We could not have been more fortunate with the people we were with in LA and SF, from the beautiful Natalie and her equally beautiful husband James who put us up for the entire trip in the rather swanky Beverley Hills area, through to the lovable idiots that are Cyrcle who found us a wall, let us use their space freely and force far too much tequila down our throats.
The first wall was on the side of Cyrcle’s studio on Hollywood Blvd. It was a nice size and probably one of the largest walls I had painted to date. The piece is slightly tucked away from the road so you don’t really see it until the last minute.
I was keen to use subtle colour in the piece. Colour is something I have stayed away from for a long time, but when used in the right way it can add a whole new level to the work and is something I will be exploring a lot more. This was also the first time I attempted to sit the face back with the swirl effect you see in the image. It is a slightly more daunting prospect doing so on such a large scale when before I had only done so with my canvas work.
As much as I am proud of the piece, it did reiterate to me how important it is for me to have substance with my work. I have learnt over the last few years how much more I take away from a piece when it is dealing with an issue I am interested in so I was keen to focus more on that idea with the final two walls.
It just so happened that my next wall was to be collaboration with a certain Mear One on Sunset Junction in Silverlake. When it comes to political artists, there are not as many that come near to Mear so I was confident my need to get my teeth into something a little juicier was about to happen.
I have been a big fan of Mears work for some time now and I was fortunate enough to spend some time with him when he was in London last year so when it was suggested we collaborate, I was obviously keen.
Initially I was not sure how easily our work would come together which is why I actually hit on the idea of using the idea of the bank note and money green with me painting the main figure and he the background. In the end it came out even better than that with us both taking an individual we both despised and joining them in a union we dubbed the gruesome twosome.
This piece made me realise just how important a good background is, something I will most certainly be working on in the future. It also allowed me to step outside my comfort zone and challenge myself. I even painted more than just a face this time around! Now I will be known as Ben Slow, painter of faces and of all things, snakes.
LA for 10 days was nowhere near long enough time. There are just so many cool people around, too many big walls to paint and generally just so much to do that I am already planning my next trip back and this time around I will make sure that before anything else, I make it onto the beach this time!
Whilst there I also experienced the most glamorous assistant anyone is likely to ever have, I just wish I would have had my camera to hand. On our way to a night out deemed posh enough for the lady to put on her best little black dress I spotted a great rooftop spot on Melrose for a paste up. Undeterred that she was in her glad rags she proceeded to join me on the roof and even held onto my legs whilst I dangled over the edge to get the prime spot. I’m a lucky man indeed!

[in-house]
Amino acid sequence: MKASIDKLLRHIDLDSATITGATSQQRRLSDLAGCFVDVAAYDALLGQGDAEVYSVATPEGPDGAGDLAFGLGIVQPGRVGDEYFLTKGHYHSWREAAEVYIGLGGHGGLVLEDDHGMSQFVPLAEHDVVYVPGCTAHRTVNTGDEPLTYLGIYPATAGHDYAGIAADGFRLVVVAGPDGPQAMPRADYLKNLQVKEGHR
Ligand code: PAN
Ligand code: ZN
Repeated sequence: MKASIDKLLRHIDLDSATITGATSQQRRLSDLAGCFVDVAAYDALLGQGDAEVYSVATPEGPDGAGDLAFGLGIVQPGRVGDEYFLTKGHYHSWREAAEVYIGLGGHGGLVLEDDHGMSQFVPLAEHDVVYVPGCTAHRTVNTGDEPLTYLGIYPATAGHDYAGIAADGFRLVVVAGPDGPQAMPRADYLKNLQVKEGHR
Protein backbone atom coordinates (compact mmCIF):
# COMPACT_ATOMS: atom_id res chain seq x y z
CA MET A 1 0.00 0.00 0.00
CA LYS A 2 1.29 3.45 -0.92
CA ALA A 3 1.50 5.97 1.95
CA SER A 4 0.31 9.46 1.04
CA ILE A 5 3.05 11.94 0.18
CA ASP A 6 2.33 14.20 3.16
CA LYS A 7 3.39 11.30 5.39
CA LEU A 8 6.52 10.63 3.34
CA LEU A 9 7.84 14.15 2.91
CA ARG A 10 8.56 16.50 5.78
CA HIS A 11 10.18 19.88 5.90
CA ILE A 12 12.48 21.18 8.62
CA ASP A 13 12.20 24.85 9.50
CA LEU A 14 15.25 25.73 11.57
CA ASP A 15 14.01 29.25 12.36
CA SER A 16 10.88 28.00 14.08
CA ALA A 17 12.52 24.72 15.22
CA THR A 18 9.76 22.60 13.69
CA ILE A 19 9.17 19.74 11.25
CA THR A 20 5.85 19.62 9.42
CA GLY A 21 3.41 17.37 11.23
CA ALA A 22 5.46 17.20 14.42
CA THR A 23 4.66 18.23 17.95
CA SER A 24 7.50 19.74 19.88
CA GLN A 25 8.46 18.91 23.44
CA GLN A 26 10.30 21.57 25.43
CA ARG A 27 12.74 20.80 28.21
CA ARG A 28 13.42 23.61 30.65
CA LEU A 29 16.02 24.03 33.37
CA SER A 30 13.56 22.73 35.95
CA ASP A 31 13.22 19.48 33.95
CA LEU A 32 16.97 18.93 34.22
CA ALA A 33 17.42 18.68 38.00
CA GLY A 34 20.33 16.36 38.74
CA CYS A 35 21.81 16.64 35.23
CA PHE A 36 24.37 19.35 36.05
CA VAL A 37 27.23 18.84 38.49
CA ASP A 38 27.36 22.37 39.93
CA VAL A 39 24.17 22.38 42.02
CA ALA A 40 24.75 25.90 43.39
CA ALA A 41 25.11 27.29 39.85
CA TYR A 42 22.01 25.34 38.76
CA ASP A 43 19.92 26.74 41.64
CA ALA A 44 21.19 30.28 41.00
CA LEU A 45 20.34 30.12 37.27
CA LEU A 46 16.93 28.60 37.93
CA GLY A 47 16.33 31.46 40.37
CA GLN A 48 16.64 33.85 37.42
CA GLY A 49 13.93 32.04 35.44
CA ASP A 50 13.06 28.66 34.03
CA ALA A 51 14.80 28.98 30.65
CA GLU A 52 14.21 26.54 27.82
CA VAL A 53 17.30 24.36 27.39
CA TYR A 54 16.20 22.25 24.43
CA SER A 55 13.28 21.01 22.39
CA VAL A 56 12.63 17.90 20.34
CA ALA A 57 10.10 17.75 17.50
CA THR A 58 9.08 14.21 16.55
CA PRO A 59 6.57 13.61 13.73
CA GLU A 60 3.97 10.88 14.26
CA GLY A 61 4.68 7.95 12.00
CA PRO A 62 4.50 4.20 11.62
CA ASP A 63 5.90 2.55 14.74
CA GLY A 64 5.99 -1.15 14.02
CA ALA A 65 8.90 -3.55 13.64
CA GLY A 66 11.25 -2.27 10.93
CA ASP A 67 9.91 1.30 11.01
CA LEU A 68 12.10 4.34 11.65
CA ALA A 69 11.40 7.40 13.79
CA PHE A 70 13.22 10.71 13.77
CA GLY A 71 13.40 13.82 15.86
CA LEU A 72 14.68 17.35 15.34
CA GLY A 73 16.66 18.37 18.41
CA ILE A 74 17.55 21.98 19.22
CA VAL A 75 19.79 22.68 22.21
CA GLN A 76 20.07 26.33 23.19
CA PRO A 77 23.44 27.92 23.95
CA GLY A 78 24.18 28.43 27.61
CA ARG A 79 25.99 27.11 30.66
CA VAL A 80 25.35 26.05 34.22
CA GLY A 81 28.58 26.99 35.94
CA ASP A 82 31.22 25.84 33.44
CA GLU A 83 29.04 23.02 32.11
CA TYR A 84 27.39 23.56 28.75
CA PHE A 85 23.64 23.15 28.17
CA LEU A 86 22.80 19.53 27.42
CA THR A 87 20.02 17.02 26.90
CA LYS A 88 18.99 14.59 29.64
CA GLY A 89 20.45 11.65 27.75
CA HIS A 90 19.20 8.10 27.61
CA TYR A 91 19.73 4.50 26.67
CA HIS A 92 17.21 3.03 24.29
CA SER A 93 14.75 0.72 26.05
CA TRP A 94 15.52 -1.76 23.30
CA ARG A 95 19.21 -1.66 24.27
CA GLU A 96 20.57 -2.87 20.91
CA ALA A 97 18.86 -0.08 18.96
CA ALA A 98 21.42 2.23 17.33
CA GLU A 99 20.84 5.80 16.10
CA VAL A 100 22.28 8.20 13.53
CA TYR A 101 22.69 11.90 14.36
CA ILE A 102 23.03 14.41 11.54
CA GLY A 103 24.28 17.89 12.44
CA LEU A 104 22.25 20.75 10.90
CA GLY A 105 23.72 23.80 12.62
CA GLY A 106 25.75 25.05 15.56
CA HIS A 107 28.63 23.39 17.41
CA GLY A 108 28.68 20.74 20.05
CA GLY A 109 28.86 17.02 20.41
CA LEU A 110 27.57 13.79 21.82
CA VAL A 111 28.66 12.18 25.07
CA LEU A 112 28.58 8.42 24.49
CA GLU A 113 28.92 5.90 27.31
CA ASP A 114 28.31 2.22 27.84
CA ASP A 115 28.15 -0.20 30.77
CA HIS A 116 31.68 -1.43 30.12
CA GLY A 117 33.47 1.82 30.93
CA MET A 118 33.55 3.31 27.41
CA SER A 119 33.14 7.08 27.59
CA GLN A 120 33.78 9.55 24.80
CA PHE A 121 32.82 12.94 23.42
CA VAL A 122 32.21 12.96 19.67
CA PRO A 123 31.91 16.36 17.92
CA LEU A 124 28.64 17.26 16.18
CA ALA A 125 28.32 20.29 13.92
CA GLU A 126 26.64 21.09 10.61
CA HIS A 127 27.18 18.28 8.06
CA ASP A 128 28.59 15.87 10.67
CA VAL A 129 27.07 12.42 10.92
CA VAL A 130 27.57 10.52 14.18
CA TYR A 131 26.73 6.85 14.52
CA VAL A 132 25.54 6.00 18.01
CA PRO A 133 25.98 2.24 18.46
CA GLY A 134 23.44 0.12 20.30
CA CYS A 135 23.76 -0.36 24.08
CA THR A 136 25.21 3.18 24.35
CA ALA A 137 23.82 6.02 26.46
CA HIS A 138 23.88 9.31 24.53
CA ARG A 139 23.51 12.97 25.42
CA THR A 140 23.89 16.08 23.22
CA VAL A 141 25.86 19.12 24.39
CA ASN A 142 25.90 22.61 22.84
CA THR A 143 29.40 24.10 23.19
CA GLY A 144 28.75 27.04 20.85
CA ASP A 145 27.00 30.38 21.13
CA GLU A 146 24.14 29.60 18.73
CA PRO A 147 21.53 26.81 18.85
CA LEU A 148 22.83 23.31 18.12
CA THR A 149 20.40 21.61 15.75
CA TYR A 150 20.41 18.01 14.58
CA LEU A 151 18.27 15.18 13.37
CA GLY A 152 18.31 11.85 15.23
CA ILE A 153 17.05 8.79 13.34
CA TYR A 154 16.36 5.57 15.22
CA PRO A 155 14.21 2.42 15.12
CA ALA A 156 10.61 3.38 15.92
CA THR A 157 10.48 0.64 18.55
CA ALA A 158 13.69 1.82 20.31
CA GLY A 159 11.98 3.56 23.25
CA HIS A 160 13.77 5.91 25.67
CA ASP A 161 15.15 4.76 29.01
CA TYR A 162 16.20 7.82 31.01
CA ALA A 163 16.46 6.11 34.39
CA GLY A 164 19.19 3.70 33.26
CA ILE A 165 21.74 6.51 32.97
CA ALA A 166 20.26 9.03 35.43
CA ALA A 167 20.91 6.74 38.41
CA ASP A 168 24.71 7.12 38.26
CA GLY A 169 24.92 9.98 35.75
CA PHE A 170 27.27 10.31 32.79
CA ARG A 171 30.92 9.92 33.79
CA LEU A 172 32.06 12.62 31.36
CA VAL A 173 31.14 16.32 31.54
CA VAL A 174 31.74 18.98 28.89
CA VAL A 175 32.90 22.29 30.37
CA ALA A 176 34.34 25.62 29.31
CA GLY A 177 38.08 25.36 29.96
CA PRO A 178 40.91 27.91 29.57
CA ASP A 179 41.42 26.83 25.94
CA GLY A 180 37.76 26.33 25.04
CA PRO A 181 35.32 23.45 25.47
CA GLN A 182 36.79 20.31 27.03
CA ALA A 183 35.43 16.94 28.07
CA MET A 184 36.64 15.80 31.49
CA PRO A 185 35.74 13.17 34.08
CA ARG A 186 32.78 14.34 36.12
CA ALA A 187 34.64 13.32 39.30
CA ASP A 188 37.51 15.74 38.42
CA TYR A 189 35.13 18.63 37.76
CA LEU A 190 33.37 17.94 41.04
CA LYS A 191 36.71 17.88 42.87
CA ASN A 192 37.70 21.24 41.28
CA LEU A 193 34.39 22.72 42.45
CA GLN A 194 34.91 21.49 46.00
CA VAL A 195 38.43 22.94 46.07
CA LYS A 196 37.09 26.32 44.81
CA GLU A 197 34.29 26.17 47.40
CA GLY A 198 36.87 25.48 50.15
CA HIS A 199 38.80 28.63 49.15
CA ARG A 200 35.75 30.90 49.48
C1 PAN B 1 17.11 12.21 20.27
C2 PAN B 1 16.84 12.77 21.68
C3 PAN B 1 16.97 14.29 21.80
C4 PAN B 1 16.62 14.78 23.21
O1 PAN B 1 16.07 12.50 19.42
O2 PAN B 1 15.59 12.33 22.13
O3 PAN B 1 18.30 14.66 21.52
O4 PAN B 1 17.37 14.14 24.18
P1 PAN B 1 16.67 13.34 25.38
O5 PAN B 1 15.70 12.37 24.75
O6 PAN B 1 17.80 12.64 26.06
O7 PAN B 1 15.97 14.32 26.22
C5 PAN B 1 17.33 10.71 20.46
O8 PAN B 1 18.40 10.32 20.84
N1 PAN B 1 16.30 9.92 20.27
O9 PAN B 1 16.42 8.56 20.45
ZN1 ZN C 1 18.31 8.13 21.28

The amazing hospitality we enjoyed in LA continued as a friend of a friend we had never met took us in and made us feel right at home. We really were blessed throughout this trip.
The guys at White Walls Gallery were nice enough to sort me a wall a few blocks down the road from the gallery in the Tenderloin. This was by far the largest I have ever painted. I am not the quickest painter as those who know me will testify and it seems that’s was always going to be the case considering I was unfortunate enough to be christened Benjamin SLOW.
Fortunately I was put in contact with a fantastic Oakland based artist called David Polka to collaborate with on the piece and later on Evan Wilson. His beautiful hand style just took it to another level, a real nice mix of portraiture, geometric shapes and calligraphy that worked together really well.
The Tender is a very unique place and in the words of the great Dave Chappelle “There ain’t anything tender about that mutherfucker at all, that shits rough”. Nowhere have I ever seen so many people living on the street (or so openly smoke crack) I guess it’s the weather but it really seems to be a haven for such unfortunate souls. Saying that, 99% of them were very polite and friendly and made for a fun few days.
I decided for this mural to take on the issue of homelessness. An issue which is very apparent to us all but most people block it out and pretend not to see it, I guess its easier that way.
I came across the work of this incredible portrait photographer called Tom Stone a few years ago and he agreed for me to use one of his images. He captures individuals in such a striking manner. As beautiful as these images are, they are just as harrowing.
The story of the woman in the image is so sad but all too common in such a place and by putting her face up on such a wall in such a location would hopefully make people stop and think, maybe feel some of her pain. I only had 2 days which was nowhere near enough time to do such an image justice so I decided to focus on the eyes. The eyes have always been a very important feature in my work and with such a striking, sad pair of eyes like these, I hope that people will see them and know what it is I am trying to portray.